By Dan Jones
The Germans seem to have a knack for coming up with words that precisely describe aspects of life the rest of the world just doesn't have a word for.
"Schadenfreude," which means to take joy in someone else's misery, is one example many of us are familiar with.
Another, less known example, is "vershclimmbessern" which refers to the act making something worse by trying to fix it --often with tape.
I could see that one becoming popular in my little corner of the world.
But one that recently caught my attention is "wattebällchenkegler," which literally translates to "one who bowls with cotton balls."
And I wonder if we don't approach our relationship with God like wattebällchenkeglers.
I'm not the first one to point out the incredible difference between the reaction of football fans at a game on Sunday afternoon to the reaction of a church congregation worshiping God on Sunday morning.
Just last Sunday, there were over 75,000 fans gathered in one place at one time screaming and yelling for "their" team (often at the top of their lungs) --and they paid an average price of about $5000 each for the privilege of doing so.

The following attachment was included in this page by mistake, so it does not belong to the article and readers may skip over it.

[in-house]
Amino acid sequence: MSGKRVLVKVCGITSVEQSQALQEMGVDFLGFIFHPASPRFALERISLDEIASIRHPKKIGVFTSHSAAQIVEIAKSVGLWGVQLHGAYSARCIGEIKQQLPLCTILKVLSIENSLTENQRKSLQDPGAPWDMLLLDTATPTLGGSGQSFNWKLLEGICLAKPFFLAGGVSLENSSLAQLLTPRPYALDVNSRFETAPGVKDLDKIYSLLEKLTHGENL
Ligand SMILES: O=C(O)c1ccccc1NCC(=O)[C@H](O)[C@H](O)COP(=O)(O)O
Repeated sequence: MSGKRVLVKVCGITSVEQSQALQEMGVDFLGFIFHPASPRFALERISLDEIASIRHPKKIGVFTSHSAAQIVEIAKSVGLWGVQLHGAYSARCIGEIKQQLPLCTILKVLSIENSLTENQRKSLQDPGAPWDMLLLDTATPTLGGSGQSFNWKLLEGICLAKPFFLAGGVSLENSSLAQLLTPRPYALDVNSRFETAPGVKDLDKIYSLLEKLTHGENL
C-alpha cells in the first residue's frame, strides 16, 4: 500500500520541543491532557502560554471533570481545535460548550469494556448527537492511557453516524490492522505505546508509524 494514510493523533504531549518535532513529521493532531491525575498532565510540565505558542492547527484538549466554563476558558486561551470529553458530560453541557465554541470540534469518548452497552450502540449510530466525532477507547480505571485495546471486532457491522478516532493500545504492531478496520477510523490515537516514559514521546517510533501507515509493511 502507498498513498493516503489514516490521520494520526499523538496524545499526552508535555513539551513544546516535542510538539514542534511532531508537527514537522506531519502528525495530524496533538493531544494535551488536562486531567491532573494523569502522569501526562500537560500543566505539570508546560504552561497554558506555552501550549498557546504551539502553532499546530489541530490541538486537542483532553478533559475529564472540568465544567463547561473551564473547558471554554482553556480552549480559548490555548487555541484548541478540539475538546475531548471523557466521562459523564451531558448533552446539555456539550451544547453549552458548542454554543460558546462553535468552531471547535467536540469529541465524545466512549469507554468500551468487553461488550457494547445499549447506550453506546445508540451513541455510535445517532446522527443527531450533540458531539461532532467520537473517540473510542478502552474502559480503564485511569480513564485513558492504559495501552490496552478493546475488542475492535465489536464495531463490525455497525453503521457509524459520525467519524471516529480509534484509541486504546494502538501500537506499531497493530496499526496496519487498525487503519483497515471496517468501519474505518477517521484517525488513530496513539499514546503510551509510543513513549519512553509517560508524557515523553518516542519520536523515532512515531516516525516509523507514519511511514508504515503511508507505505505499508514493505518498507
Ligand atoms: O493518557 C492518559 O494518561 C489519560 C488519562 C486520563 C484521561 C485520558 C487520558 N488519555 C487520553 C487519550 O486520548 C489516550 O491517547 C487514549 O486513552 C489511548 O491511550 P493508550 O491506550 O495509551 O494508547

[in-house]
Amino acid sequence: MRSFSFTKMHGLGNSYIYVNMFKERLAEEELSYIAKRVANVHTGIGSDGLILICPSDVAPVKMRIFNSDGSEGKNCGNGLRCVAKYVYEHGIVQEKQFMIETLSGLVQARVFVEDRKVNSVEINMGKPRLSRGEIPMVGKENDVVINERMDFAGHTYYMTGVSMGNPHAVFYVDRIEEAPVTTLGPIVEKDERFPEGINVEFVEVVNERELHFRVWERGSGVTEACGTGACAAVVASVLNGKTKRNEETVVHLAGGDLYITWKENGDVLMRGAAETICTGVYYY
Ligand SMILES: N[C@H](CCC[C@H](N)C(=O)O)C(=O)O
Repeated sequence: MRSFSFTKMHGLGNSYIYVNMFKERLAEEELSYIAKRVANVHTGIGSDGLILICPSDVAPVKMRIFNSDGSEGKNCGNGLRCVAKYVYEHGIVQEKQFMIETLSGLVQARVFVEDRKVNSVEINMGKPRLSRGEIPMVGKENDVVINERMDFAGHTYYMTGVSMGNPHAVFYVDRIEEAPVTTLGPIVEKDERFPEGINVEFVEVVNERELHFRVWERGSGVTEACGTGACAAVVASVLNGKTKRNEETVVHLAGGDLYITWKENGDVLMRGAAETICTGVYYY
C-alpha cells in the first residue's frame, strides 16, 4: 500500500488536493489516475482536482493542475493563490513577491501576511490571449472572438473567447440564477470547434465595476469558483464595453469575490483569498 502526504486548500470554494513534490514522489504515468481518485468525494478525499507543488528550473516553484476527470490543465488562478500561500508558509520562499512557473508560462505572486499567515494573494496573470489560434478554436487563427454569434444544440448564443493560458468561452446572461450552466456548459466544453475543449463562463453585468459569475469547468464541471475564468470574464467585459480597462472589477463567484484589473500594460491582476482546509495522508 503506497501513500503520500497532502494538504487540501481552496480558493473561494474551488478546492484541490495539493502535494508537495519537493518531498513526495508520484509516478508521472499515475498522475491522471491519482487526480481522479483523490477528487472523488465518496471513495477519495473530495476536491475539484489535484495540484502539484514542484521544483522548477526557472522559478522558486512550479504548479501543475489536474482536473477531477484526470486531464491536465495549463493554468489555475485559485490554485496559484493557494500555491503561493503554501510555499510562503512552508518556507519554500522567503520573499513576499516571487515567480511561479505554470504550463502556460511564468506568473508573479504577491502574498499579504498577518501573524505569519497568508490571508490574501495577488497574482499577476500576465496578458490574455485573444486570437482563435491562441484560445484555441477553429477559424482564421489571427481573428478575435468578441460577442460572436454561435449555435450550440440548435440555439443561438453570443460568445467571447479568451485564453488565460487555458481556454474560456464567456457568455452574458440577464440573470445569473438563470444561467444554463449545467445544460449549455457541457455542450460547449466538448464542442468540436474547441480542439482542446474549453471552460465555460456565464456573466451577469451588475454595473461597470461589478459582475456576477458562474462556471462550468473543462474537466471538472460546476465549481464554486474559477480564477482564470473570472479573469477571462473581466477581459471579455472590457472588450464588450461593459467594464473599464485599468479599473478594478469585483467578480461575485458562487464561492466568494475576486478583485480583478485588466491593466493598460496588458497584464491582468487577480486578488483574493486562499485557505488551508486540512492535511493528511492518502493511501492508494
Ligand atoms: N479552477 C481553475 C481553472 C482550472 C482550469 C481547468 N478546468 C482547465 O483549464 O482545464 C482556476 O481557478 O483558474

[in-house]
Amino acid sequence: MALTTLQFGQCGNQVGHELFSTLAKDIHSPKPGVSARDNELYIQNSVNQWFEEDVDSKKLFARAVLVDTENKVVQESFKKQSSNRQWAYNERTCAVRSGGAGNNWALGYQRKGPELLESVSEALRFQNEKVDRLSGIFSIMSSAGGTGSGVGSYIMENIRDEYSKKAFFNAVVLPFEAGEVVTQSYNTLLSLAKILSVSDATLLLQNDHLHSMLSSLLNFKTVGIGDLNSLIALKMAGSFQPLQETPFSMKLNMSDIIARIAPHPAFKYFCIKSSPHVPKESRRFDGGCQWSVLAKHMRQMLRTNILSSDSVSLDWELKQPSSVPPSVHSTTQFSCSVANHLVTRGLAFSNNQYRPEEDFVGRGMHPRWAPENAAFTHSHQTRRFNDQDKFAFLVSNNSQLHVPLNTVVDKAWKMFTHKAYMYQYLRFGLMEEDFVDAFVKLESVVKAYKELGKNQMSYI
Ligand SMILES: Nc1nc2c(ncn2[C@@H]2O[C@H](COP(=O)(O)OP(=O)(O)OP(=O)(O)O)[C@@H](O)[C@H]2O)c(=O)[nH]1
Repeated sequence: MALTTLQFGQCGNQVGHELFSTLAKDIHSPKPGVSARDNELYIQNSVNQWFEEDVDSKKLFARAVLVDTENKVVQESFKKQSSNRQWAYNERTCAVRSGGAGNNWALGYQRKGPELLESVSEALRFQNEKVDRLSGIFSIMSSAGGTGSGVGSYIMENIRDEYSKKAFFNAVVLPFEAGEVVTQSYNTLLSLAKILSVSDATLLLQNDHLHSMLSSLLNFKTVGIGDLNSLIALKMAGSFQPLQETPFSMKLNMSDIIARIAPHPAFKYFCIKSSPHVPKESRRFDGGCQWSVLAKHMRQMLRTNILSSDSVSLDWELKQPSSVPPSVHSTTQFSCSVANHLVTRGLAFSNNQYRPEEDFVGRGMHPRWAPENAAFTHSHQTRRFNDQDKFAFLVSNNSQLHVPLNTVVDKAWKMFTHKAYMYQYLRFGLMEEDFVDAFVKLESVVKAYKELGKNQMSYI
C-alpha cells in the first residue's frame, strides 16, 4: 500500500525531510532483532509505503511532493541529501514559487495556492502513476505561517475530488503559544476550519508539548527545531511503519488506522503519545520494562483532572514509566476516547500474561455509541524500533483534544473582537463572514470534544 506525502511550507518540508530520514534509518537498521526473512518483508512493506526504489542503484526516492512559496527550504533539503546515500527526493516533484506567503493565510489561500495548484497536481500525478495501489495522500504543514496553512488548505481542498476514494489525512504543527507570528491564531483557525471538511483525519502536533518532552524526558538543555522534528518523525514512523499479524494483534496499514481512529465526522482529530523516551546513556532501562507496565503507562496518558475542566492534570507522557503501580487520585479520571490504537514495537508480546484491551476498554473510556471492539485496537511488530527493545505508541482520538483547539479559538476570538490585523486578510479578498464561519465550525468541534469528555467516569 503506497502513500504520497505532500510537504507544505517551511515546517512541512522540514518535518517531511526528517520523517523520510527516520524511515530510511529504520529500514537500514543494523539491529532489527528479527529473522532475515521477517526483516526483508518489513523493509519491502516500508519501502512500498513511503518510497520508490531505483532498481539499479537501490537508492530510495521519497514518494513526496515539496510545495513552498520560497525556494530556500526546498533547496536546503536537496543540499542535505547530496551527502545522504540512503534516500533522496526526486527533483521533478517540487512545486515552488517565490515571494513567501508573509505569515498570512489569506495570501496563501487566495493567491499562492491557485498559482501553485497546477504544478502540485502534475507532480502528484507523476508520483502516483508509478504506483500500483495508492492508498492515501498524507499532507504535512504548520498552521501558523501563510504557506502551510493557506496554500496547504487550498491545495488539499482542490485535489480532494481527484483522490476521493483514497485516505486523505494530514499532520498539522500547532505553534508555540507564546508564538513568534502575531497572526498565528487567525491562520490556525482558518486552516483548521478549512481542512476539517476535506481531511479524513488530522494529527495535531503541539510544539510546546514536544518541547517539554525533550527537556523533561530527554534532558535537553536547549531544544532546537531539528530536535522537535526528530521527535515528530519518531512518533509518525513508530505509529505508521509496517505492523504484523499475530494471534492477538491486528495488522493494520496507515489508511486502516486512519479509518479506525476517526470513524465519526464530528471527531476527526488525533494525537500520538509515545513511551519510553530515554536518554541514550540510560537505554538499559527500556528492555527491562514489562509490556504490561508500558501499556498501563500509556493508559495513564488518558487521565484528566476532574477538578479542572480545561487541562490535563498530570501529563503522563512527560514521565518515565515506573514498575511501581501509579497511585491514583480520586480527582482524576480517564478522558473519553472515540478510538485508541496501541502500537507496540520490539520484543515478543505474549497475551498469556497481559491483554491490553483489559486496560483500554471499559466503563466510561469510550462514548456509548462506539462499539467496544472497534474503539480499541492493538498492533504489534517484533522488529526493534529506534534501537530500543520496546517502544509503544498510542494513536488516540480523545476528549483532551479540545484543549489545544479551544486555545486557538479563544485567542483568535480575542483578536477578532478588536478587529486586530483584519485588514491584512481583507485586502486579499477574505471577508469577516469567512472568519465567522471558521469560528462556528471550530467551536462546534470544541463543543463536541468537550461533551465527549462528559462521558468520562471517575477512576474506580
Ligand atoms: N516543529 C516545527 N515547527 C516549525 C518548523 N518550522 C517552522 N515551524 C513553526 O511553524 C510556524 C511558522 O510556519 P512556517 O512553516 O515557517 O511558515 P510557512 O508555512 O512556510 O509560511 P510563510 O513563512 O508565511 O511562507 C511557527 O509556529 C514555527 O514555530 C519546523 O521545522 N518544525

Granted, it was a phenomenal, amazing game, and I do not hate those who like football, but how does even a game like that compare to the God who created the universe and everything in it?
There are billions and billions of stars and planets and galaxies in that universe and He knows them all by name. He created them. He spoke them into being.
All that is and was and ever will be are His. He is amazing in His ability to create endless variety and incredible beauty and astounding complexity that is all interlinked and interconnected--including the very people who are down on that field each attempting to move a little oblong ball in the direction they desire.
And all of it is an expression of His infinite love and His magnificent, omniscient, omnipresent, sovereign, glorious, holy, incorruptible, perfect and almighty power.
For heaven's sake, He is God.
He burns and rages and glows with perfection so completely beyond our ability to even comprehend it that we would die at the very sight of Him had He Himself not took on flesh and died in our place to save us from our pitiful attempts to try and be like Him.
And He has said He will not be mocked and He will not share his glory with another.
So, when we begrudgingly slip five bucks in the plate and we feel all self-conscious and embarrassed to speak an "Hallelujah" or an "Amen" loud enough for even the person in the pew behind us to hear, it seems like bowling with cotton balls would be an exaggerated description of our praise.
"I am the LORD; that is my name! I will not yield my glory to another or my praise to idols." Isaiah 42:8 (NIV)